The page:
To keep your microfiber towels looking their best — and working well too — you need to properly care for them. Neglecting to wash and care for these miracle cloths the right way can lead to reduced cleaning efficiency. But don't worry — it's not difficult to care for these useful towels at all. Just follow a few simple tips, and your towels will be in their best shape for a long time. Here are some tips for how to clean microfiber cloths properly:

how to care for microfiber towels

  • Wash after every use: To keep these cleaning cloths working at their best, wash them after every use. It can be tempting to just dry them out and use them again, but depending on the type of mess you've cleaned, doing so can lead to cross-contamination of substances, as well as make them harder to clean if stains and buildup dry onto the cloth and sit on the surface longer. You should try to make sure you have lots of microfiber towels on hand so that it's easy to grab a clean one and throw your dirty ones right into the wash pile. Protect your investment in microfiber towels with regular cleanings.
  • Separate and color-code your towels: If you use microfiber towels in several different areas of your home or business, you'll want to keep them separate according to their use. For example, you wouldn't want to use the same cloth in the kitchen, in the garage and for dusting. Designate a color for each purpose to make cleaning and sorting easier. If possible, wash these groups separately as well to avoid cross-contamination.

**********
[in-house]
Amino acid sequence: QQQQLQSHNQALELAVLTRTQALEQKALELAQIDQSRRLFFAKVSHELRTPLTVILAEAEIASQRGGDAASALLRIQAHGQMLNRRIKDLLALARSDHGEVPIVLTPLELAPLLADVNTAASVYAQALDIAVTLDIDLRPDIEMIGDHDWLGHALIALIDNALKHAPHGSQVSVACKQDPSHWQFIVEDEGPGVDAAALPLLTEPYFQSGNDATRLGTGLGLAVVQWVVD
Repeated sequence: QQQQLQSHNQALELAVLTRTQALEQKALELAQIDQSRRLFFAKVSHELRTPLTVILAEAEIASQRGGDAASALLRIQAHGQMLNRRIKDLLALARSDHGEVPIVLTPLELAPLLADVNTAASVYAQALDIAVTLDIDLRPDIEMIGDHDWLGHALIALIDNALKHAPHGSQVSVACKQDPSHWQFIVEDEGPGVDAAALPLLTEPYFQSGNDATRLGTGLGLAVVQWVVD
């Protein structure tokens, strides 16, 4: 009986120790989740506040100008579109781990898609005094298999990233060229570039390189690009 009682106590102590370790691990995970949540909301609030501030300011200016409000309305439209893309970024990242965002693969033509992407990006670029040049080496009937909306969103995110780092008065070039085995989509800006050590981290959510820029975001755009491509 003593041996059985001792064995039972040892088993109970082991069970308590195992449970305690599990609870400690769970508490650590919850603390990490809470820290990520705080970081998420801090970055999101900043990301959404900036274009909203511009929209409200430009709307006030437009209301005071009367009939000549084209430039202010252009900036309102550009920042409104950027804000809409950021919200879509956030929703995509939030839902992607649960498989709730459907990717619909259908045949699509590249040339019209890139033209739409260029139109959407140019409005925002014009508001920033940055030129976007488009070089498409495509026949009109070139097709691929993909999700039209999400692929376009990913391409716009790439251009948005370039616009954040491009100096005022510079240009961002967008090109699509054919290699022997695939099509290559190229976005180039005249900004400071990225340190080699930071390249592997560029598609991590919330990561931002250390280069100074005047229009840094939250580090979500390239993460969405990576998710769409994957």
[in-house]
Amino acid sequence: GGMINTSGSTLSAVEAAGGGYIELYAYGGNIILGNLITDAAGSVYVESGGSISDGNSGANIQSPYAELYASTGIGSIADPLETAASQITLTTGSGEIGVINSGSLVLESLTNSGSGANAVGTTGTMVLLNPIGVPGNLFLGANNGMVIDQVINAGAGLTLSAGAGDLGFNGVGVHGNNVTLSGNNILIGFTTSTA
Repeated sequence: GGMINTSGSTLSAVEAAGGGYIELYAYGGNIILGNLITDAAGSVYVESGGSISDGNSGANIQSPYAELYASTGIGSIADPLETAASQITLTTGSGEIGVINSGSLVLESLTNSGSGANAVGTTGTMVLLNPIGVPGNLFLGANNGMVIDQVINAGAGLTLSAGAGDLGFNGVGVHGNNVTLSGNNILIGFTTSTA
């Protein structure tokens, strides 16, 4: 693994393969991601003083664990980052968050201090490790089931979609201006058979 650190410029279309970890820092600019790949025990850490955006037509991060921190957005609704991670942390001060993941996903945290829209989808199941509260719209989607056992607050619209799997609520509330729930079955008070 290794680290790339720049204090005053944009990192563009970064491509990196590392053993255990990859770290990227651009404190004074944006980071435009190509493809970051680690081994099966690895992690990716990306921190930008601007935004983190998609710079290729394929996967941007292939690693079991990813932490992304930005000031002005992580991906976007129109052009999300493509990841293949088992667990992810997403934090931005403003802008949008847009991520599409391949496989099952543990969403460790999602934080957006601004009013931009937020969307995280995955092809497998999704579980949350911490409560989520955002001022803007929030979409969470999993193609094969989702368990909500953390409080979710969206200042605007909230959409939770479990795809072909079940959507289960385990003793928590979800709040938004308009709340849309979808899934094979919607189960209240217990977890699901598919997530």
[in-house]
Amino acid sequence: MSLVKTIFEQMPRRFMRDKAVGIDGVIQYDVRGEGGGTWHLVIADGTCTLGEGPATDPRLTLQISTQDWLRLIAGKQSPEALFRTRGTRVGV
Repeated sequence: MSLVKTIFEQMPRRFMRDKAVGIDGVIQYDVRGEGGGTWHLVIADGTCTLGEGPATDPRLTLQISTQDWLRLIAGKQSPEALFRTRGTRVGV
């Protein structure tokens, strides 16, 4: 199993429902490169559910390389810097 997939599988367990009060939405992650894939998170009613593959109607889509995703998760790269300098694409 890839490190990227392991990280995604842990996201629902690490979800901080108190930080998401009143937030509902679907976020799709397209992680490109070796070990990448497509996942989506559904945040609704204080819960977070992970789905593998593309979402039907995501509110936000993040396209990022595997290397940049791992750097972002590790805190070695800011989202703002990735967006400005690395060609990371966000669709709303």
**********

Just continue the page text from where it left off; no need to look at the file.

• Wash microfiber with other microfiber: Try to keep these cloths separate from other items in the wash, especially cotton, other towels and anything else that easily gives off lint. Because microfiber attracts lint, dust and other fibers so easily, any lint that's lost in the laundry will cling to the microfiber and decrease its effectiveness. Only wash microfiber with other microfiber items if possible.
  • Do not use fabric softener: This laundry additive sticks to and clogs the fibers in fabric. In the case of microfiber, it reduces the absorbency of the towels. This advice goes the same for dryer sheets or all other chemical laundry additives.
  • Do not use bleach: Bleach can be too harsh a cleaner for this type of fabric, easily damaging the towels' fibers.
  • Use the right kind of detergent: In general, most detergents should be just fine, but for the best results, make sure what you choose is free from bleach, fabric softeners and added perfumes. It should be clean-rinsing and gentle. In addition, it shouldn't deposit any substances on the cloth. Natural and unscented brands are best for this purpose. Some experts recommend using only a liquid detergent and no powders or pods.
  • Use an extra rinse cycle: If your washing machine has this option, go for an extra rinse to get rid of excess dirt and buildup.
  • Use warm water: Some heat is necessary to break down any greasy or waxy buildup, but you don't need to use hot water. Cold water may not be as effective for washing microfiber, and hot water can break down the towel's fibers faster. Warm water will open up the fibers so that they can easily release their dirt and grime and help to melt away buildup.
  • Don't use a dryer: It's best to just avoid the dryer with microfiber, but if you must go this route, use a low dryer setting and the lowest heat possible. Too much heat can damage the fibers of a microfiber cloth. Line drying is also fine, as long as the microfiber is not in danger of any lint contamination while it's air-drying. Microfiber cloth dries very quickly, so don't worry — air drying will be quick and easy.
  • Don't iron microfiber: If you're ever tempted to try to iron your microfiber cloths, remember that the heat can be extremely damaging. Really, there shouldn't be any need for ironing. Just wash, dry and fold the towels.

How to Wash Microfiber Towels With Heavy Stains